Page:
Produced by Lee Su-jin. Korean cinema continues from strength to strength. We only see a disturbing ending that manages to accept instead of escape from incontrovertible truths, leaving nothing but a struggle that is simply bound to end on its own.
As Gong-ju, Chun catches every nuance of panic and pain that a teenage girl stripped of all standard forms of emotional and psychological support would experience. Shortly after, cluster of angry parents barge in and interrupt the classroom to harass Gong Ju for having put their sons in jail.
Slowly, she begins to open up to the girls and shares with them that her absolute goal is to learn to swim at least 25 metres. Perhaps next time Lee Su-jin should stick to directing, and let others write his scripts. The pity is that Lee has a sure way with actors, and the pic is full of fine performances — not just by Chun, trying hard to reveal a complex figure beneath the trauma, but notably Lee Young-lan as Mrs.
More or less shut down, Gong-ju is wary of making new acquaintances among her peers. Following a possibly well-meaning or maybe a little less so action by her new group of friends, the true reasons for her being forced into hiding are thrown into the light and Gong-ju once again becomes the centre of a storm composed of a complex system of societal repercussions.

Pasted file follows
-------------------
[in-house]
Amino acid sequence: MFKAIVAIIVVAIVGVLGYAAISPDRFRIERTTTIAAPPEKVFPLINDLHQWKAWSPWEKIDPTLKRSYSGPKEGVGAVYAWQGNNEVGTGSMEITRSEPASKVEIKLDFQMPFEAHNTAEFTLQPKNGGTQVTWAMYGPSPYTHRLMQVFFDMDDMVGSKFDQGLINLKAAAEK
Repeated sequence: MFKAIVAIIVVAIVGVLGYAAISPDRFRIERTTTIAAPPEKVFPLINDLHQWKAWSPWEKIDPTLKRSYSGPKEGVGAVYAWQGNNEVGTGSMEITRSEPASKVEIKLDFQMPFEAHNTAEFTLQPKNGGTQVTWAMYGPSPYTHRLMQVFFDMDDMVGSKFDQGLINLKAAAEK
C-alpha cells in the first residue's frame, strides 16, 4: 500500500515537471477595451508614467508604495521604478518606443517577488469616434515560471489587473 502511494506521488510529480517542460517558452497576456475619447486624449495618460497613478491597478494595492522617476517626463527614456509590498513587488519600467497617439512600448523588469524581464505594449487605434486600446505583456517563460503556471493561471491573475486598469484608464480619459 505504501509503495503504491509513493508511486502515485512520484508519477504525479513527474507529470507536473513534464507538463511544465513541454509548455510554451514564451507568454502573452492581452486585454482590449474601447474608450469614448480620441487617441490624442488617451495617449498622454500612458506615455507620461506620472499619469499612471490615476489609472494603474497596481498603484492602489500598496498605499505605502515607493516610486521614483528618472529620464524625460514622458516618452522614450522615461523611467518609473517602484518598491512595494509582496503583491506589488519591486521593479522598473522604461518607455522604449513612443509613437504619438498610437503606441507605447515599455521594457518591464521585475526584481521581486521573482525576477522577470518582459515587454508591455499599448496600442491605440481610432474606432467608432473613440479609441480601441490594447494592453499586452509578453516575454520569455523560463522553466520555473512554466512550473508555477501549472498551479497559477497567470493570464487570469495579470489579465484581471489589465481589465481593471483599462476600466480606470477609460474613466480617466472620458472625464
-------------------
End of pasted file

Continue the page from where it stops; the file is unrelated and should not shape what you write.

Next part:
At her new school she keeps herself to herself, making sure to remain distant from her fellow pupils.
Lee Su-jin has worked up to this point masterfully manipulating our connection to the main character and forcing us to become part of the experience, no matter how much it hurts.
STORY: Marrakech Fest: South Korea's 'Han Gong-Ju' Takes Top Prize. While Lee carefully postpones the revelation of the nature of his protagonist's ordeal, the truth couldn't be more thinly-veiled. Lee Young-ran is the second-biggest constant in the film as reluctant mother-figure Mrs.
Cho, and while the character isn't quite Gong-ju plus thirty-odd years of people living down to expectations, the actress certainly captures how a woman's bad reputation can be an embittering thing.
Despite the defeatist premise, Lee Su-jin’s visually dissonant directorial debut maintains a constant tug-of-war between the tragedy permanently marked upon Han Gong-Ju, and an optimistic rebuilding of her life in a new town. Su-jin Lee, Su-jin Lee.
In Theaters: Oct 4, limited. Runtime: minutes "Han Gong-ju" is beautiful, brave and ambitious but ultimately too 80%.
Summary: After a scandalous incident, Han Gong-Ju is forced to change schools. Uncared for by her parents, her former teacher takes her to his mother's place.
As an investigation continues back in Han Gong-Ju's hometown, she tries to acclimate to her new surroundings.
There is no doubt that filmmaker Lee Su-jin’s feature debut “Han Gong-ju” is a rare cinematic achievement. It is visually and textually strong, musically appealing, and deals with its difficult subject matter ― a story about a teenage gang rape victim ― with sensitivity and nuance.A review of han gong ju a movie by su jin lee